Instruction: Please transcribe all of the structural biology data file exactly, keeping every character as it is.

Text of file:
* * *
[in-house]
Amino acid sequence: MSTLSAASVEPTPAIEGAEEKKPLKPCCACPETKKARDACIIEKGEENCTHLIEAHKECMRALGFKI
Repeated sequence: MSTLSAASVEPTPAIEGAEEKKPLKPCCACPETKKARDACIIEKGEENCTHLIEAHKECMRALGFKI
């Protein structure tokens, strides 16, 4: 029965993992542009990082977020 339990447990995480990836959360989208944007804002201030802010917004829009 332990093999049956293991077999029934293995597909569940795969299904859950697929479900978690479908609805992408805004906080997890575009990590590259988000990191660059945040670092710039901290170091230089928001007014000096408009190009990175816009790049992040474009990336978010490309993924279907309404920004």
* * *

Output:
[in-house]
Amino acid sequence: MSTLSAASVEPTPAIEGAEEKKPLKPCCACPETKKARDACIIEKGEENCTHLIEAHKECMRALGFKI
Repeated sequence: MSTLSAASVEPTPAIEGAEEKKPLKPCCACPETKKARDACIIEKGEENCTHLIEAHKECMRALGFKI
């Protein structure tokens, strides 16, 4: 029965993992542009990082977020 339990447990995480990836959360989208944007804002201030802010917004829009 332990093999049956293991077999029934293995597909569940795969299904859950697929479900978690479908609805992408805004906080997890575009990590590259988000990191660059945040670092710039901290170091230089928001007014000096408009190009990175816009790049992040474009990336978010490309993924279907309404920004």